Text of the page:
Regular readers of this blog know Linux Mint needs no further introduction. The only things to consider while reading this are that Linux Mint also has a Debian-based version that is going strong, while Ubuntu's state of transition (what with Unity, Wayland, et cetera) could pose difficulties for Ubuntu-based Linux Mint in the future.
I tested the live session through a live USB made with UnetBootin. Though this is an Ubuntu-based distribution, I tested the installation anyway through VirtualBox with 1024 MB of RAM allocated to the guest OS with the live USB session as the host OS. Follow the jump to see if this new version of Linux Mint is just as good as ever.
After changing the BIOS to boot from USB and getting past the UnetBootin boot menu, I saw the boot splash, which consisted of the black screen. I had read the release notes beforehand, which mentioned how the Plymouth boot splash was replaced by a black screen for the sake of consistency and how users wouldn't notice this too much as the boot process would be quick. I do agree that having a black screen throughout helps consistency, and it's a step up from the weird terminal-like Plymouth boot splash of Linux Mint 10 "Julia", but I miss the pretty boot splashes from previous versions, and black screens don't give me much information of any kind about boot times. (At least with the previous boot splashes I could get some qualitative idea about how much boot time I had left.) For the record, the boot time was indeed pretty fast, though not the absolute fastest I've seen; the black screen thus gave way to the desktop.
|Mozilla Firefox + LibreOffice Writer + Mint Menu|
One other aesthetic and functional change is of the scrollbars. The scrollbars are essentially recolored versions of those found in Ubuntu 11.04 "Natty Narwhal", meaning they are very thin, have scrolling buttons overlaid to the side when the cursor hovers over the bars, and hide to the side when not used. I'm a fan of them because they do free up screen space without harming usability, and they work well in Linux Mint.
The default web browser is Mozilla Firefox at version 4, which is no surprise. Multimedia codecs are included, and my computer's sound, volume keyboard shortcuts, and wireless card were all recognized properly, as I have come to expect of Linux Mint. The default productivity suite is LibreOffice, which is good because now almost all updated major distributions have moved away from OpenOffice.org (whose fate, incidentally, appears to be nearing some semblance of stability).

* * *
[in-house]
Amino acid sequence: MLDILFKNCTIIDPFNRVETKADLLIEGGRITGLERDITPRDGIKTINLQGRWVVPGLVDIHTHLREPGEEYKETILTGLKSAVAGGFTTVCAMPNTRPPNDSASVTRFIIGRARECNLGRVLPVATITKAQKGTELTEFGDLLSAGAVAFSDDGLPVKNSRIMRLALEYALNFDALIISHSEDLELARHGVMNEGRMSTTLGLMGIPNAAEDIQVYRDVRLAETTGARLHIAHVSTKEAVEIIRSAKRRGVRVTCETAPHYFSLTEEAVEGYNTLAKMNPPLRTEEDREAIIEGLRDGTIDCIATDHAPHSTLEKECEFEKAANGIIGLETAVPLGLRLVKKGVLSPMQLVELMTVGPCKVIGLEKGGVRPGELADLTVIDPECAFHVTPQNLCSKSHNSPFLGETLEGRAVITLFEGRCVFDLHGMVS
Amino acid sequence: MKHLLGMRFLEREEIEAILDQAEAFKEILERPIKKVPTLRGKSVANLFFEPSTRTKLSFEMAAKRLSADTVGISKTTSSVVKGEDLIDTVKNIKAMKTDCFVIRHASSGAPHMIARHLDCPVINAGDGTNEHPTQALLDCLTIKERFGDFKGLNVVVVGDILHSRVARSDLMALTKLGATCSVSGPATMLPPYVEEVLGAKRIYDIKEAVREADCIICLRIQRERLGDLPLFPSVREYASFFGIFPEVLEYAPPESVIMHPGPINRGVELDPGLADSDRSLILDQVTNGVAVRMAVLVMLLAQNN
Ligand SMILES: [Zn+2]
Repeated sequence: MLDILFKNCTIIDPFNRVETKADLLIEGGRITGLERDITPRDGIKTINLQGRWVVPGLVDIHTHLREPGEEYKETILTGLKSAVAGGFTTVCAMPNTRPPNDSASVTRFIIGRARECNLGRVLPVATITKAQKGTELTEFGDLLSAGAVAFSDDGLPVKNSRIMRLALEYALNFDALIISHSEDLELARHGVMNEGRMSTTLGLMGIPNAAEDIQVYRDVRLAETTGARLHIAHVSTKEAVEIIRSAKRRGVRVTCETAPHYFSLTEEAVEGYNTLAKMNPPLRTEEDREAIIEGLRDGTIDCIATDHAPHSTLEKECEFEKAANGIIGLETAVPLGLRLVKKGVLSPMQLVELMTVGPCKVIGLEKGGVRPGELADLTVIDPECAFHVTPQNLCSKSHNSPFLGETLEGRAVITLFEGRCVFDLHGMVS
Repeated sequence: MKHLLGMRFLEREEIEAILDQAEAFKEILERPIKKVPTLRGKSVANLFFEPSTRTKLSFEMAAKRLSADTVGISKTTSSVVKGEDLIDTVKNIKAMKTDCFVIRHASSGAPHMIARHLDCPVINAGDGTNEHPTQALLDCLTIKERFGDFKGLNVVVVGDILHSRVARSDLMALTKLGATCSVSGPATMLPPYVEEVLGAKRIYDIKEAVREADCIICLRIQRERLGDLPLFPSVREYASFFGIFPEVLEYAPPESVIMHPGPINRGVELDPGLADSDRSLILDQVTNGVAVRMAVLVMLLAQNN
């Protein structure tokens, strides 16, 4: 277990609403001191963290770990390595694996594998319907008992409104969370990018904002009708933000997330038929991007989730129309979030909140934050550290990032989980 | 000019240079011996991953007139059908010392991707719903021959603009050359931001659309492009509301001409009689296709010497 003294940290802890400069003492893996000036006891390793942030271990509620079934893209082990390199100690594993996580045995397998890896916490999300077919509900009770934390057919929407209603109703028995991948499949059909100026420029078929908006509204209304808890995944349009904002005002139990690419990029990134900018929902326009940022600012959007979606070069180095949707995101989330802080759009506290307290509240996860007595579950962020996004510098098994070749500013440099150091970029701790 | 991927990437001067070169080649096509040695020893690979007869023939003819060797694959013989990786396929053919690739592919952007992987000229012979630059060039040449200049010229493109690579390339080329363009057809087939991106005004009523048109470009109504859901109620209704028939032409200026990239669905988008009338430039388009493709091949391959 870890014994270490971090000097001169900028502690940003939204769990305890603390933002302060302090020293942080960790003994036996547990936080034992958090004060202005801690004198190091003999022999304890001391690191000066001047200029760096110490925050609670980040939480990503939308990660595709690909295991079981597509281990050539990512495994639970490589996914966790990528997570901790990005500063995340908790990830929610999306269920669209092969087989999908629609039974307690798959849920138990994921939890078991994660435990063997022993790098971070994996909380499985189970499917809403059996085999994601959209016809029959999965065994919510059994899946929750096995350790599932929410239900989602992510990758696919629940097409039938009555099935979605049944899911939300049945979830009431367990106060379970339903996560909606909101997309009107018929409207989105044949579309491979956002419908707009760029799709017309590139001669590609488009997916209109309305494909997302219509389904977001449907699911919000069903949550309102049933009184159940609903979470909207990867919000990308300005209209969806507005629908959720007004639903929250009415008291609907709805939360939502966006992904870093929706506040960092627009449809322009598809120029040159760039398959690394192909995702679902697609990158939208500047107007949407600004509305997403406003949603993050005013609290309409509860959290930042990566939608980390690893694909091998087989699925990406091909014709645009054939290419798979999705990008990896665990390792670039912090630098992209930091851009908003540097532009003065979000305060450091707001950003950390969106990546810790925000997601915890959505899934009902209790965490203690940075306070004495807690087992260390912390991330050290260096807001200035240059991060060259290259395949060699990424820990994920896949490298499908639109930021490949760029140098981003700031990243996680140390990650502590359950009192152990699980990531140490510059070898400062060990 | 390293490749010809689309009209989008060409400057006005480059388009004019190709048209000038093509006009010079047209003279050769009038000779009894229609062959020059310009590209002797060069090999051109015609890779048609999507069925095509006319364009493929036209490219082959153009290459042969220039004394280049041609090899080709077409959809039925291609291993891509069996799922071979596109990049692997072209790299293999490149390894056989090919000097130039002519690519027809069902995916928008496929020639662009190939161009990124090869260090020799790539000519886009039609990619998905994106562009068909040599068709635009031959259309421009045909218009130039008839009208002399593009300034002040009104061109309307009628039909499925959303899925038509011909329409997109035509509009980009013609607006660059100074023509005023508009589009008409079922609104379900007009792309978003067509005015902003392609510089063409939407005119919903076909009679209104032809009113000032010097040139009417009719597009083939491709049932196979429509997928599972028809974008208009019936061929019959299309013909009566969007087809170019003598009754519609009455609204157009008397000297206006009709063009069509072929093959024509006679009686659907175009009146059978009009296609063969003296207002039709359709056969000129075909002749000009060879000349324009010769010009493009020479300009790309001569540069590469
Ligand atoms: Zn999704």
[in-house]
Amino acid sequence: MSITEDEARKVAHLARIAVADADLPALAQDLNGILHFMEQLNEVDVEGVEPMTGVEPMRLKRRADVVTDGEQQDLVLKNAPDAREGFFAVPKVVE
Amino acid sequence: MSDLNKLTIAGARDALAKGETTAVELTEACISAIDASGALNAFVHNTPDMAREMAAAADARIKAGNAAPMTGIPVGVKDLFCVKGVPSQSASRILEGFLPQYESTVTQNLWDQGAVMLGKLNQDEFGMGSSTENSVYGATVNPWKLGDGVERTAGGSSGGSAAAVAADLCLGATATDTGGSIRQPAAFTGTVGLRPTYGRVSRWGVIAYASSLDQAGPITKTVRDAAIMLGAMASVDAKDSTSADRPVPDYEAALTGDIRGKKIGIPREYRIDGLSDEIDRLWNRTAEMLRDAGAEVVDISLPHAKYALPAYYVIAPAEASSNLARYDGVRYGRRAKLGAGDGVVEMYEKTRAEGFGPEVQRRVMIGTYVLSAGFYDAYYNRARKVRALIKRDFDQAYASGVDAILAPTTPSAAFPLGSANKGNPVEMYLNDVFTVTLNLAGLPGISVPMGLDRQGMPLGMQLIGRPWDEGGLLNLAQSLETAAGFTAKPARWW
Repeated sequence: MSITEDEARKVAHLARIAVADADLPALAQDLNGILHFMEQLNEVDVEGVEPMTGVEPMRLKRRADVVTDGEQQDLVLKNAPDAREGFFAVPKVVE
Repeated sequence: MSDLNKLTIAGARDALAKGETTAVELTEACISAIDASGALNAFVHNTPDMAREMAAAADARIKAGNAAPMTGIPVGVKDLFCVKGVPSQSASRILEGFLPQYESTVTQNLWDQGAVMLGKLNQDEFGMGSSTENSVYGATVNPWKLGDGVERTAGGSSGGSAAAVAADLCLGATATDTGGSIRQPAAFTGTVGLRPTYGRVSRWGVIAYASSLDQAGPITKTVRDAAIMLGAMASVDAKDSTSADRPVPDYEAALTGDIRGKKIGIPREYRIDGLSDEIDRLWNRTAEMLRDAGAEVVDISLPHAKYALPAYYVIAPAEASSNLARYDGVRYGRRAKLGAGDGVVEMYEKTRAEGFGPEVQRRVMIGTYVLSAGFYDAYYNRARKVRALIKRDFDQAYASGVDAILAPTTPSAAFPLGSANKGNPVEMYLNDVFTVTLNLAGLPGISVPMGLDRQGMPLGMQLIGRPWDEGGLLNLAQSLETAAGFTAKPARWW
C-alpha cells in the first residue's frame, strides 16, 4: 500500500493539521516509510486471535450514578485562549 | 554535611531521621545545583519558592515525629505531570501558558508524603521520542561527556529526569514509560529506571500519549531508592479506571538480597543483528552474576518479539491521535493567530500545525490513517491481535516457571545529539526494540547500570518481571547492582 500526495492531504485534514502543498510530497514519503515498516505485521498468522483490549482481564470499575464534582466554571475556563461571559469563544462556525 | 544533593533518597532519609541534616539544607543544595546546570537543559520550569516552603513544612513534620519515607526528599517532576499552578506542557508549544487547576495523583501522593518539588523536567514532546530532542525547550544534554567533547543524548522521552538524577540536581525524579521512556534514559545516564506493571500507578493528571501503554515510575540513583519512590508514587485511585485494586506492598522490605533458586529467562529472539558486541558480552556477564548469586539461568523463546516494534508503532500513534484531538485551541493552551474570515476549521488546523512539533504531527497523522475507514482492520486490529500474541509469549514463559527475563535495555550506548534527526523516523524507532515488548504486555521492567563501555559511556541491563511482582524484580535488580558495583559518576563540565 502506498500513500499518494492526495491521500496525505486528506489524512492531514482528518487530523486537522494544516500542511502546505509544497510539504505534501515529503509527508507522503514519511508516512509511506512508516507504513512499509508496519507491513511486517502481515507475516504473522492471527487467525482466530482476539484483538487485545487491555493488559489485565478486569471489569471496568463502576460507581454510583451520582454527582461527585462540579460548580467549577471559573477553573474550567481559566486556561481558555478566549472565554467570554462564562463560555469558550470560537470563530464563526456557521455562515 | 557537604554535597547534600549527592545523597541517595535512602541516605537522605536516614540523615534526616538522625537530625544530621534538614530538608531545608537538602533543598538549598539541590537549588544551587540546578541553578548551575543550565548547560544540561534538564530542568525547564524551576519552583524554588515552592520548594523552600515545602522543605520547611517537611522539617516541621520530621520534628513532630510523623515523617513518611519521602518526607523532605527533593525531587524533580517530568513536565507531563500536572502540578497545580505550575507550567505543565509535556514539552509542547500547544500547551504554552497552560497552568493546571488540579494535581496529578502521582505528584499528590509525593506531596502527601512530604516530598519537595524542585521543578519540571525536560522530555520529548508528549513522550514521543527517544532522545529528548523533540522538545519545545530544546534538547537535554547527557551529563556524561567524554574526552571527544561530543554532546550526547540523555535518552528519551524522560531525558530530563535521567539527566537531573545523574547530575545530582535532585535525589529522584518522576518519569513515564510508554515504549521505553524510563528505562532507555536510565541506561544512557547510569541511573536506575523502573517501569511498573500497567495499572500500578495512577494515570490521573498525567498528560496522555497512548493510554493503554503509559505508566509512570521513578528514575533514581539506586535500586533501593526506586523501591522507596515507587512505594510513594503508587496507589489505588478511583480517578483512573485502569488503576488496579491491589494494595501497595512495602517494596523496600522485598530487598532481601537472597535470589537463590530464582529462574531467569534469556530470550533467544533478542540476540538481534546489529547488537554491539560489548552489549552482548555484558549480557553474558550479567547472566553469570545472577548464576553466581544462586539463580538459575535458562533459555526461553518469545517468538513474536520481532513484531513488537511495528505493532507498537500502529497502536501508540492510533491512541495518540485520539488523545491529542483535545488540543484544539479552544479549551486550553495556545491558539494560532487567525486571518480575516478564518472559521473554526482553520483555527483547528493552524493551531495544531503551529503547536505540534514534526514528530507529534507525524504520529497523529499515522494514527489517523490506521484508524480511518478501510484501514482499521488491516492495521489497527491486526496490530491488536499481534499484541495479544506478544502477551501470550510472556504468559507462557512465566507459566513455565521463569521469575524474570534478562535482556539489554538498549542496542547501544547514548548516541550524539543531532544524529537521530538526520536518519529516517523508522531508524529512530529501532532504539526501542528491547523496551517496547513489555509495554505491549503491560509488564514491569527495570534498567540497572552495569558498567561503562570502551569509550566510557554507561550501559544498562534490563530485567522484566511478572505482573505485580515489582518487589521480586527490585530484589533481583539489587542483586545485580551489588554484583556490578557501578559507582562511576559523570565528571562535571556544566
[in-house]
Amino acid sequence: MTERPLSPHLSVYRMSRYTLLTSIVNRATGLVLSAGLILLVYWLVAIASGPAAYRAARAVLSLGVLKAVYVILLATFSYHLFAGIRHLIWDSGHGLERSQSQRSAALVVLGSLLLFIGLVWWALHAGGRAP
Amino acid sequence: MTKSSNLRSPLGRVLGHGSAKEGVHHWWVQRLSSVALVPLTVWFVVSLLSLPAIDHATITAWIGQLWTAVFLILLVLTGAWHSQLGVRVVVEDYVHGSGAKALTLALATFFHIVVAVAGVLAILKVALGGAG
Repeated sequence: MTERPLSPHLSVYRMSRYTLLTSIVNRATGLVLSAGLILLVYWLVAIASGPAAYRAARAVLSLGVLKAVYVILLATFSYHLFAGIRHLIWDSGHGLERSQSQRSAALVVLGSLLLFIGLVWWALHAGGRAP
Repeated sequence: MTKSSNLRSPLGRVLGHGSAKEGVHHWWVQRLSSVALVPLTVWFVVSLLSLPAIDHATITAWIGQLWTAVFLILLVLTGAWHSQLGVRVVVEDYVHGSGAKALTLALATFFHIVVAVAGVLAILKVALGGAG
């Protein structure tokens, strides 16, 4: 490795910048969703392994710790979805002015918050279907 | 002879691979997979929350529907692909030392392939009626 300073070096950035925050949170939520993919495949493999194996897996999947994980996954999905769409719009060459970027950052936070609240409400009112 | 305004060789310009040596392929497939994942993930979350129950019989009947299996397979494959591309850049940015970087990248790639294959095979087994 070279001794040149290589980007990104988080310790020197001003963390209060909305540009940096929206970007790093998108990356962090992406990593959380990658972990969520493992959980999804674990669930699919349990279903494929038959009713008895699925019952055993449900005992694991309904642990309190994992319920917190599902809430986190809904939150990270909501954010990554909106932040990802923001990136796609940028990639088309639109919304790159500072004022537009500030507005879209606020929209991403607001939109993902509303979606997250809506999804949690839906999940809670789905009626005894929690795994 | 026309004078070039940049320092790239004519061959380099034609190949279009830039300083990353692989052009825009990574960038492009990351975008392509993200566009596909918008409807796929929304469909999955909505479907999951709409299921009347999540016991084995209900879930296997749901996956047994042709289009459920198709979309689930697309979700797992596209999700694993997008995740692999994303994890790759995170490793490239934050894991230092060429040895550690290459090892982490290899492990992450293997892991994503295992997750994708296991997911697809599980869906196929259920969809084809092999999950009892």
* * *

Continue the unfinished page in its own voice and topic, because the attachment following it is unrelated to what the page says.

The other applications included are pretty standard fare for Linux Mint, with GIMP, Pidgin, Mozilla Thunderbird, Brasero, and VLC. There are two somewhat big changes in this regard, though. Banshee replaces Rhythmbox; I am somewhat conflicted about this because although Banshee works really well, I have found it to be pretty slow. I thought Linux Mint would continue going against Canonical's decisions, but I guess it had to end here. Oh well. The other change is the replacement of the F-Spot Photo Manager with gThumb. I am conflicted about this as well because although F-Spot was horribly slow and buggy, it seems to have been more like a fully-featured photo manager than gThumb, which seems like a quick, glorified image viewer. Then again, neither of these changes affect me particularly much because I don't use music collection programs or photo managers that much.
|Mint Software Manager Splash Screen|
Moving on to desktop effects, I was unfortunately unsuccessful in enabling Compiz effects. According to the release notes, this is a known problem. I suspect that this has to do with stuff upstream (Ubuntu/Unity), but in any case, it's a shame that I can't use my pretty desktop cube anymore, and this is certainly a regression in functionality compared to previous versions of Linux Mint.
|Partitioning in Installer|
After installation, I rebooted the virtual machine. There was no boot menu; I was led straight into the boot splash and then into a standard GDM screen. After that came a desktop identical to that of the live session, except for one thing: the Linux Mint Update Manager was present in the installed system, and that's when I realized that it wasn't present in the live system, which makes sense, and I'm glad the developers made that so. That's basically where my time with Linux Mint ended.
In conclusion, there's nothing truly wrong with Linux Mint 11 "Katya" GNOME except for the Compiz issues which, as I said earlier, I suspect linger from Ubuntu. The other beefs I have mostly do with aesthetics/polish, but for a distribution renowned for those things, these issues honestly made the whole experience feel a bit subpar. For new users looking to Linux Mint, I would give a higher recommendation towards the longer-supported Linux Mint 9 LTS "Isadora", or better yet the rolling-release Debian-based Linux Mint GNOME. Linux Mint 11 "Katya" GNOME has unfortunately left me a little cold, but that may just be because of my ridiculously high expectations of Linux Mint, having used it for a little over 2 years now.